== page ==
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A quantitative analysis of extension and distribution of lung injury in COVID-19: a prospective study based on chest computed tomography



Typical features differentiate COVID-19-associated lung injury from acute respiratory distress syndrome. The clinical role of chest computed tomography (CT) in describing the progression of COVID-19-associated lung injury remains to be clarified. We investigated in COVID-19 patients the regional distribution of lung injury and the influence of clinical and laboratory features on its progression.


This was a prospective study. For each CT, twenty images, evenly spaced along the cranio-caudal axis, were selected. For regional analysis, each CT image was divided into three concentric subpleural regions of interest and four quadrants. Hyper-, normally, hypo- and non-inflated lung compartments were defined. Nonparametric tests were used for hypothesis testing (α = 0.05). Spearman correlation test was used to detect correlations between lung compartments and clinical features.


Twenty-three out of 111 recruited patients were eligible for further analysis. Five hundred-sixty CT images were analyzed. Lung injury, composed by hypo- and non-inflated areas, was significantly more represented in subpleural than in core lung regions. A secondary, centripetal spread of lung injury was associated with exposure to mechanical ventilation (p < 0.04), longer spontaneous breathing (more than 14 days, p < 0.05) and non-protective tidal volume (p < 0.04). Positive fluid balance (p < 0.01), high plasma D-dimers (p < 0.01) and ferritin (p < 0.04) were associated with increased lung injury.


In a cohort of COVID-19 patients with severe respiratory failure, a predominant subpleural distribution of lung injury is observed. Prolonged spontaneous breathing and high tidal volumes, both causes of patient self-induced lung injury, are associated to an extensive involvement of more central regions. Positive fluid balance, inflammation and thrombosis are associated with lung injury.

Trial registration Study registered a priori the 20th of March, 2020. Clinical Trials ID NCT04316884.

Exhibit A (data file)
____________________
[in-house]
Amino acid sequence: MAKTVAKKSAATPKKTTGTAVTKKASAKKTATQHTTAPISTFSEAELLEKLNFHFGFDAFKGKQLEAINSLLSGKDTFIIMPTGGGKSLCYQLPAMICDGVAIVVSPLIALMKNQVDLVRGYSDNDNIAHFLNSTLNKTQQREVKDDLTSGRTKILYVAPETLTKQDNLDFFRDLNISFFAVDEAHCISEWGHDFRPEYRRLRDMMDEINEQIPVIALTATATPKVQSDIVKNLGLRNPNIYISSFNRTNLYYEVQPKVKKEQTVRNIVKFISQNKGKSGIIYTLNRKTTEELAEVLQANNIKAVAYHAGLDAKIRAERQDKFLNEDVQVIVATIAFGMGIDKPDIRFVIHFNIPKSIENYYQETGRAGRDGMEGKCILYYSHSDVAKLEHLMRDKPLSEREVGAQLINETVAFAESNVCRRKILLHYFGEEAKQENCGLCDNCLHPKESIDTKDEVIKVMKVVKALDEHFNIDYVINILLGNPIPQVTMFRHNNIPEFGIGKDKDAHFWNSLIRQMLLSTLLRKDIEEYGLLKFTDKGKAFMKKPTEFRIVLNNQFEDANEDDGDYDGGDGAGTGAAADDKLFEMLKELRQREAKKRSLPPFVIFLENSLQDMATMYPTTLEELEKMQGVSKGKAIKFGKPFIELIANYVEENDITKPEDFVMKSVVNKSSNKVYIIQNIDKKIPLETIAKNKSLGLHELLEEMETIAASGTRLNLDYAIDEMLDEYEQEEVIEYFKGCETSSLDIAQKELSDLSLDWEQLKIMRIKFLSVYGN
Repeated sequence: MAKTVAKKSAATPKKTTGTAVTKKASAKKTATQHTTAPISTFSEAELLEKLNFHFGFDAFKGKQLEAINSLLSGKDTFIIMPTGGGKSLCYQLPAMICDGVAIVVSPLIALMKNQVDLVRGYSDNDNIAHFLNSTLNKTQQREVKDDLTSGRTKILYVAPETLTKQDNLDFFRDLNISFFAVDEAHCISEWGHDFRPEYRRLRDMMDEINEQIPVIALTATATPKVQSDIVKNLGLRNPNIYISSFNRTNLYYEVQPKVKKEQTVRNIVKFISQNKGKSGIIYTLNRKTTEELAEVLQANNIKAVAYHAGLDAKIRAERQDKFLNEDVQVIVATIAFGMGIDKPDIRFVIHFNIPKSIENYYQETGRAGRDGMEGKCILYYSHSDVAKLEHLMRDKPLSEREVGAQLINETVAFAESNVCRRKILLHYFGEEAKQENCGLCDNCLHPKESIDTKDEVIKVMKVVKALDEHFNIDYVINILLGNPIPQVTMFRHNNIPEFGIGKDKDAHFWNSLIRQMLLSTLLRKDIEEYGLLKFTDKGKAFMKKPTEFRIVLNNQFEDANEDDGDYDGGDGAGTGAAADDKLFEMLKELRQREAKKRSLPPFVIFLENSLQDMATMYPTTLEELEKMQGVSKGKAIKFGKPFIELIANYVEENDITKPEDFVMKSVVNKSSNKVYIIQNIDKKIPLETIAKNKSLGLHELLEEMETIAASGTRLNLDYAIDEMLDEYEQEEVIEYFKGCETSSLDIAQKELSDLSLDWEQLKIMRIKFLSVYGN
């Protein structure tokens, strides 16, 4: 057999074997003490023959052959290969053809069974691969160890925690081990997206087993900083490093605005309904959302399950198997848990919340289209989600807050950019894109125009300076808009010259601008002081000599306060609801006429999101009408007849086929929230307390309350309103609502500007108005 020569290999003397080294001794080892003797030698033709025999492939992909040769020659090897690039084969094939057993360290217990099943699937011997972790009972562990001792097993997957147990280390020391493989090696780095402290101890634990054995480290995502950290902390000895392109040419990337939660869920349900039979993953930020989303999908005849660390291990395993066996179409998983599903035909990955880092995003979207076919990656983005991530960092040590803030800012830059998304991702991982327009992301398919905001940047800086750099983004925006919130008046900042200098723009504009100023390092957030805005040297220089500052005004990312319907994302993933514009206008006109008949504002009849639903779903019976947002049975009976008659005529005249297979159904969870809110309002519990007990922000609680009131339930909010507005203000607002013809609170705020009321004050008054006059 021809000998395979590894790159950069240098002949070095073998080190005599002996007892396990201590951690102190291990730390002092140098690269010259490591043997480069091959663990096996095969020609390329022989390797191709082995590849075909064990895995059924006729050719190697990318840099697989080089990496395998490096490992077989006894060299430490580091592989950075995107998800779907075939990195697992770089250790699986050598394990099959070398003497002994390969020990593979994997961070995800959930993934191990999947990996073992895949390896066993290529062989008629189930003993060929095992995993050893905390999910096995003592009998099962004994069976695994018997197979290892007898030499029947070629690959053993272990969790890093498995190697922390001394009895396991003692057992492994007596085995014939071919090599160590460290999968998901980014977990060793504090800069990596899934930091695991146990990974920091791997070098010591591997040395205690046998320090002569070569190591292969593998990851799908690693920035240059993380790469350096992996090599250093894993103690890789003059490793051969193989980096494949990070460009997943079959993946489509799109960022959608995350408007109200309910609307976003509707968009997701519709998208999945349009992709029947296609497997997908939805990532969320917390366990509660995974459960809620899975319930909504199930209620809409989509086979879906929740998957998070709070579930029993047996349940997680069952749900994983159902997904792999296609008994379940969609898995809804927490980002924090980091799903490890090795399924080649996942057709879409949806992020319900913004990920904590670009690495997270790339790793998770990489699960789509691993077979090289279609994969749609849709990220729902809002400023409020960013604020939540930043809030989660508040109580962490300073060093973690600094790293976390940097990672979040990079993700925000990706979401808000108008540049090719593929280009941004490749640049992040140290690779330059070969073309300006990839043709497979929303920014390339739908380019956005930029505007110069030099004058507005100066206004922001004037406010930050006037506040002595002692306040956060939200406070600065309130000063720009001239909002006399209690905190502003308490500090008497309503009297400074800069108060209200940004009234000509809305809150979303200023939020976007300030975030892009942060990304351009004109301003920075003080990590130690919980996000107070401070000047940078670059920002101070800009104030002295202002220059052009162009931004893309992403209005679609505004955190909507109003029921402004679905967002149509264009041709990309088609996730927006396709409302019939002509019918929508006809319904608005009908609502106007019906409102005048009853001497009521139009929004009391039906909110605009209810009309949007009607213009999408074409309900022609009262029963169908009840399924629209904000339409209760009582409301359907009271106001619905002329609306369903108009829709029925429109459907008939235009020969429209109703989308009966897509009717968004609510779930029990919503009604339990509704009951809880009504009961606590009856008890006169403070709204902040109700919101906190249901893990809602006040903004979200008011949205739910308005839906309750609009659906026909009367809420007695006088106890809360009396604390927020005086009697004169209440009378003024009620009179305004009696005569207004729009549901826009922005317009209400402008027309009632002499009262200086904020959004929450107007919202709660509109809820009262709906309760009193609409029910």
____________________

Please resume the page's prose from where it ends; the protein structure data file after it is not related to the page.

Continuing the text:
The pandemic caused by the novel Severe Acute Respiratory Syndrome Coronavirus-2 (SARS-CoV2) and named Coronavirus Disease 2019 (COVID-19) has affected millions of people and caused thousands of deaths worldwide [1]. Although most of the times characterized by a favorable prognosis, when particularly severe COVID-19 is associated with acute respiratory failure, significant hypoxemia and high mortality rate [2]. SARS-CoV2 has been classified among those causes potentially leading to acute respiratory distress syndrome (ARDS) [3, 4]. In previous observations [5], a substantially high compliance was described in mechanically ventilated patients affected by COVID-19 ARDS, emphasizing the atypical nature of COVID-19 ARDS compared to classical ARDS. This difference has not been confirmed by more recent studies [6]. To which extent COVID-19 ARDS differs from a classical ARDS and whether this difference matters from a diagnostic and therapeutic point of view is still an unsolved and highly debated issue [7,8,9]. The mechanisms leading to the evolution of lung injury toward the most severe forms of acute respiratory failure in COVID-19 still need better clarification. The asymptomatic hypoxemic hyperpnoea and high respiratory drive leading to patient self-induced lung injury (P-SILI) [10, 11], as well as the activation of a cytokine storm [12], have been proposed as potential causes leading the progress of lung injury in COVID-19 patients. To date, no data fully support these hypotheses [13, 14].